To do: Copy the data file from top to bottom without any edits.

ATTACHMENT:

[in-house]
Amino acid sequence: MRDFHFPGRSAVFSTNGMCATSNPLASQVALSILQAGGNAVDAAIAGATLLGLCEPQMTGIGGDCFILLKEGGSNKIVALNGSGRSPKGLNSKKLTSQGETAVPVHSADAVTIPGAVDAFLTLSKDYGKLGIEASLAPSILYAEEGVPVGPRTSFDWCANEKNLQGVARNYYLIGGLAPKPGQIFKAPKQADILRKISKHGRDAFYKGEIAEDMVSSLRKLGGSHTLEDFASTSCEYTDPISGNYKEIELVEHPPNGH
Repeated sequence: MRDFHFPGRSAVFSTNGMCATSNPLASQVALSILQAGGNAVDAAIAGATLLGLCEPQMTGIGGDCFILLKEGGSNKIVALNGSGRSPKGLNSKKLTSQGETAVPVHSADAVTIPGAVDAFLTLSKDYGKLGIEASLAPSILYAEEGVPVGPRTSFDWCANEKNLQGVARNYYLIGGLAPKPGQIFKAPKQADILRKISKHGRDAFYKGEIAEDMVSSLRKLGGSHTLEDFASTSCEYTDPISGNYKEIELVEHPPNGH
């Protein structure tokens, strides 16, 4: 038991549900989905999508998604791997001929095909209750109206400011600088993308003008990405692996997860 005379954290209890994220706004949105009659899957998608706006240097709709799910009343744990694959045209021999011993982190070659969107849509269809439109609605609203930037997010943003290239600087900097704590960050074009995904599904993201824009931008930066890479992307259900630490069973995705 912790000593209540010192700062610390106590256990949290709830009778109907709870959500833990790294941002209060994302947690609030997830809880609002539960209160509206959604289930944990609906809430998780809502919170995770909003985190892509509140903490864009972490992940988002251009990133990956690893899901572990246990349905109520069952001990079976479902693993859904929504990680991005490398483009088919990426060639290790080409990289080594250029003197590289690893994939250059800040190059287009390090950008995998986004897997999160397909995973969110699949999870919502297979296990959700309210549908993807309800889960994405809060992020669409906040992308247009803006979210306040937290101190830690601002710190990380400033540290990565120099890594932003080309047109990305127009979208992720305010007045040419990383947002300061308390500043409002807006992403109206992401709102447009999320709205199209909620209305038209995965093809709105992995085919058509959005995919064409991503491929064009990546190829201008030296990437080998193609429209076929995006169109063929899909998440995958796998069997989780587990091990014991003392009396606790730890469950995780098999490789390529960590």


[in-house]
Amino acid sequence: MRDFHFPGRSAVFSTNGMCATSNPLASQVALSILQAGGNAVDAAIAGATLLGLCEPQMTGIGGDCFILLKEGGSNKIVALNGSGRSPKGLNSKKLTSQGETAVPVHSADAVTIPGAVDAFLTLSKDYGKLGIEASLAPSILYAEEGVPVGPRTSFDWCANEKNLQGVARNYYLIGGLAPKPGQIFKAPKQADILRKISKHGRDAFYKGEIAEDMVSSLRKLGGSHTLEDFASTSCEYTDPISGNYKEIELVEHPPNGH
Repeated sequence: MRDFHFPGRSAVFSTNGMCATSNPLASQVALSILQAGGNAVDAAIAGATLLGLCEPQMTGIGGDCFILLKEGGSNKIVALNGSGRSPKGLNSKKLTSQGETAVPVHSADAVTIPGAVDAFLTLSKDYGKLGIEASLAPSILYAEEGVPVGPRTSFDWCANEKNLQGVARNYYLIGGLAPKPGQIFKAPKQADILRKISKHGRDAFYKGEIAEDMVSSLRKLGGSHTLEDFASTSCEYTDPISGNYKEIELVEHPPNGH
């Protein structure tokens, strides 16, 4: 038991549900989905999508998604791997001929095909209750109206400011600088993308003008990405692996997860 005379954290209890994220706004949105009659899957998608706006240097709709799910009343744990694959045209021999011993982190070659969107849509269809439109609605609203930037997010943003290239600087900097704590960050074009995904599904993201824009931008930066890479992307259900630490069973995705 912790000593209540010192700062610390106590256990949290709830009778109907709870959500833990790294941002209060994302947690609030997830809880609002539960209160509206959604289930944990609906809430998780809502919170995770909003985190892509509140903490864009972490992940988002251009990133990956690893899901572990246990349905109520069952001990079976479902693993859904929504990680991005490398483009088919990426060639290790080409990289080594250029003197590289690893994939250059800040190059287009390090950008995998986004897997999160397909995973969110699949999870919502297979296990959700309210549908993807309800889960994405809060992020669409906040992308247009803006979210306040937290101190830690601002710190990380400033540290990565120099890594932003080309047109990305127009979208992720305010007045040419990383947002300061308390500043409002807006992403109206992401709102447009999320709205199209909620209305038209995965093809709105992995085919058509959005995919064409991503491929064009990546190829201008030296990437080998193609429209076929995006169109063929899909998440995958796998069997989780587990091990014991003392009396606790730890469950995780098999490789390529960590």